The ancient Maya have recently been the subject of much media attention due to the impending completion of the current 5,125-year cycle of their infamous Long Count Calendar on December 21, 2012.
One of the reasons for the fascination surrounding the supposed future predictions of the Maya was that their civilization, once incredibly sophisticated, rapidly descended into bloody wars between neighboring city-states, depleted resources and eventually complete collapse. Anyone who has visited Mayan sites in Mexico and Central America knows that most of the cities are still engulfed in a fast-growing jungle; scientists are now speculating that the primary reason for the collapse of Mayan civilization may be climate change. Sindya N. Banoo reports for New York Times:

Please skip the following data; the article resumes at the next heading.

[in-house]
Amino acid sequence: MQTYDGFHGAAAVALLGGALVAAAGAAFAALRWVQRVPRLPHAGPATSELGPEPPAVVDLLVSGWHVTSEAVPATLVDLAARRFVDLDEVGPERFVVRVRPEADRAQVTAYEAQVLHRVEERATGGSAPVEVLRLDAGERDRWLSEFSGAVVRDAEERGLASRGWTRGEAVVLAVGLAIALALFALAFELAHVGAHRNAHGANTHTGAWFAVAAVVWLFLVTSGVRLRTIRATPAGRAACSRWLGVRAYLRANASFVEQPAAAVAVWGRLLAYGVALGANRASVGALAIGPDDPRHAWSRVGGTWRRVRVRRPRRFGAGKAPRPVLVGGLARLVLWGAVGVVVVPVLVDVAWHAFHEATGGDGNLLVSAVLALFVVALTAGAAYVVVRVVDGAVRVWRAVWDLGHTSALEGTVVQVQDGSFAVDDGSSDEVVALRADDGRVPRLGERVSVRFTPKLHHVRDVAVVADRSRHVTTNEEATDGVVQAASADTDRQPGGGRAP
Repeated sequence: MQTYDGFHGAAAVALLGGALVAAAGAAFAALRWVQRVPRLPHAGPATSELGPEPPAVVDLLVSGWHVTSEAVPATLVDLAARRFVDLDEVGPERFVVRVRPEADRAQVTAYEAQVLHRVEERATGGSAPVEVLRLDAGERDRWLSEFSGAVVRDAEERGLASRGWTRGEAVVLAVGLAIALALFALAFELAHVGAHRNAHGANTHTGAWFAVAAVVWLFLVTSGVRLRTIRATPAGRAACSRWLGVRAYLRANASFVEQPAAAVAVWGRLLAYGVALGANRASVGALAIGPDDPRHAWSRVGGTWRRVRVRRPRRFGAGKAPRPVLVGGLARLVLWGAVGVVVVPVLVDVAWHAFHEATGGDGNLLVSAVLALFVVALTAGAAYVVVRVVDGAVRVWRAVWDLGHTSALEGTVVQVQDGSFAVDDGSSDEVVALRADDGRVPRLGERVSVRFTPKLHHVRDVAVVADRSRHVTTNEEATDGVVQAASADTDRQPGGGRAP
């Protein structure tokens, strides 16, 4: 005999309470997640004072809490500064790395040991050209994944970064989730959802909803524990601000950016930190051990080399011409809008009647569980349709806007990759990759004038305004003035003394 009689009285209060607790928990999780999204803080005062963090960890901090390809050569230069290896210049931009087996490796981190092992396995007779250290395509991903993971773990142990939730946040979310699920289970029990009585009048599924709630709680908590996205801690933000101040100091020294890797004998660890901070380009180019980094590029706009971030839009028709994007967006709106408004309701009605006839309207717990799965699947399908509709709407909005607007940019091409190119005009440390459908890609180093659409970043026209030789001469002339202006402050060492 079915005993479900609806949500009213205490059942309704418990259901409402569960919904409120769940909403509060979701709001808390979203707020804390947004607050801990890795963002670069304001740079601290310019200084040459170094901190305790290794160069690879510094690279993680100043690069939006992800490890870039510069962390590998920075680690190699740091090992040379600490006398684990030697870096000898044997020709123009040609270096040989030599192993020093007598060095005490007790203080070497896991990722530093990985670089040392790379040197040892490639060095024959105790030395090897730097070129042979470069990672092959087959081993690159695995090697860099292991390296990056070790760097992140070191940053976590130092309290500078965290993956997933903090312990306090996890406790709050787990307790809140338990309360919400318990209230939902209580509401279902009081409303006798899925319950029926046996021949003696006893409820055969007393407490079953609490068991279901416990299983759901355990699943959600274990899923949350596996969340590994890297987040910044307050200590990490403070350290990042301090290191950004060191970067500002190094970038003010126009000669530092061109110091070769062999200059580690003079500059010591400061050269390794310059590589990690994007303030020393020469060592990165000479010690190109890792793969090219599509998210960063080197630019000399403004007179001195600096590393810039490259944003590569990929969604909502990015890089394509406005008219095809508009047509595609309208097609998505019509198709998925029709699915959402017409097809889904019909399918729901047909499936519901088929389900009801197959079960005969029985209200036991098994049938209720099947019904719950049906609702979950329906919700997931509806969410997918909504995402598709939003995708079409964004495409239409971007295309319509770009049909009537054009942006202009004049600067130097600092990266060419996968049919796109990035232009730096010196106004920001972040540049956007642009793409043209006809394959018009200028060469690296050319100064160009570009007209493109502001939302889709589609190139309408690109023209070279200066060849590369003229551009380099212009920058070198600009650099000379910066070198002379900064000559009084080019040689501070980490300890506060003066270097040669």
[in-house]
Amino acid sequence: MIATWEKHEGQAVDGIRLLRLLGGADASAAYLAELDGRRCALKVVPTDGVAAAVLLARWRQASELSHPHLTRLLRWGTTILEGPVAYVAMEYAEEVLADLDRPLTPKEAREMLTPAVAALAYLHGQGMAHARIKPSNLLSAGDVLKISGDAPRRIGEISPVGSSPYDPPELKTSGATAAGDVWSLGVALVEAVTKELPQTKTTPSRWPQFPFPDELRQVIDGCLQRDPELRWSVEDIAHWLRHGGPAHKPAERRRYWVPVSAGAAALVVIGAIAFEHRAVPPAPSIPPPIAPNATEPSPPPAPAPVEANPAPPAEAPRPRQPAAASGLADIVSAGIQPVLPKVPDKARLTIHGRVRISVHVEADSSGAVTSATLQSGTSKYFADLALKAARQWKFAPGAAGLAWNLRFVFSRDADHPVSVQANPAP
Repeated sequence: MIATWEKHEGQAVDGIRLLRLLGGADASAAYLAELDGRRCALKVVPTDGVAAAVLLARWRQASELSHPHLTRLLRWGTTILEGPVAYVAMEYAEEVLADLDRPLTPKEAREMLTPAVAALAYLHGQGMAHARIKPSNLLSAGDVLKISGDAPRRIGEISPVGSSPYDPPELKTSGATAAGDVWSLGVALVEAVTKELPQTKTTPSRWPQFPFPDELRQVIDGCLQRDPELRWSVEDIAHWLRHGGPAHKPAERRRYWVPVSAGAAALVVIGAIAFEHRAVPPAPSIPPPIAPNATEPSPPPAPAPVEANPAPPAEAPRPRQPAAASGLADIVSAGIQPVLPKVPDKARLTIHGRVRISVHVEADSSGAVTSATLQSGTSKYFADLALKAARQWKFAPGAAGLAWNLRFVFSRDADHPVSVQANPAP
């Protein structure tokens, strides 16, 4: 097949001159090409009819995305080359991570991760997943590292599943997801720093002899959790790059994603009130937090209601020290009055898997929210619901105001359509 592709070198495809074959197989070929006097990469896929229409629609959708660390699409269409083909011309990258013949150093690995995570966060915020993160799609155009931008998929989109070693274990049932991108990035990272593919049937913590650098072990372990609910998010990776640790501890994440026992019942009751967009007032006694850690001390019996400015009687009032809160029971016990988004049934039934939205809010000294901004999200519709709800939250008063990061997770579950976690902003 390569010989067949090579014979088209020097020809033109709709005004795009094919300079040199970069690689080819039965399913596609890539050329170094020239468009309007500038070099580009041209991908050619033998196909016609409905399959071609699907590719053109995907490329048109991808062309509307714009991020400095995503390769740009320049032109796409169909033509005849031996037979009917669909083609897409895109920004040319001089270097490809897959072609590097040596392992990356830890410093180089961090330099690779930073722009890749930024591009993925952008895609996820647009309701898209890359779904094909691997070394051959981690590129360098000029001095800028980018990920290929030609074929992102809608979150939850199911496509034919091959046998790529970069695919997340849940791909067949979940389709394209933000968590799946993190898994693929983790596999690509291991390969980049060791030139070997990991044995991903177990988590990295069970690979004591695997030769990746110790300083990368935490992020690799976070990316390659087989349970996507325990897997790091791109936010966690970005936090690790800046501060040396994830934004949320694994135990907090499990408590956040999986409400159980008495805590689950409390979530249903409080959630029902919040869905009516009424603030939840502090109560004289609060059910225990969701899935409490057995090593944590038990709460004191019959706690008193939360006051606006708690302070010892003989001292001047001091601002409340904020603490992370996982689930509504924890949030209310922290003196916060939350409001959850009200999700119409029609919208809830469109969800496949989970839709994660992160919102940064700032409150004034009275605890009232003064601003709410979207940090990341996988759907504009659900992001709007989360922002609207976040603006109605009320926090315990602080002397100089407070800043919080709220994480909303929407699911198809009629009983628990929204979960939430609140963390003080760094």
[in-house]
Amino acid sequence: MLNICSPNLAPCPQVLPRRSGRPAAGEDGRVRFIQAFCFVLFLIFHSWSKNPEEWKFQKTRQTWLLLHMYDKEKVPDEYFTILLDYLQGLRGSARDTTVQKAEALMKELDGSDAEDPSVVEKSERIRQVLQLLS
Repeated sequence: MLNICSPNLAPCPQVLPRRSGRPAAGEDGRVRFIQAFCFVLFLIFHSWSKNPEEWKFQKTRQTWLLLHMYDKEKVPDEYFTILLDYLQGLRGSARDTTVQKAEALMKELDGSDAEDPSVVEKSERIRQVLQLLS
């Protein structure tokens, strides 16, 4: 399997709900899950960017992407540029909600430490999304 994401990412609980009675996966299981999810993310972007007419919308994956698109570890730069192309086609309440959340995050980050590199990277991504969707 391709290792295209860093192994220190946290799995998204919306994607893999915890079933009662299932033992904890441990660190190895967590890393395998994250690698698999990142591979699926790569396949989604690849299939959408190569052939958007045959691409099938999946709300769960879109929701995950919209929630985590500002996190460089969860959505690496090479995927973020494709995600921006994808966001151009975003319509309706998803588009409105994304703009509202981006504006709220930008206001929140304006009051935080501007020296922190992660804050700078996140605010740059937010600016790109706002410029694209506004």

The ancient Maya civilization may have risen — and then fallen — in response to climate change, scientists report after creating precise climate records going back 2,000 years.
The researchers, whose findings appear in the current issue of the journal Science, reconstructed rainfall patterns using cross-sections of stalagmites from a cave near the ancient city of Uxbenka, in what is now southern Belize.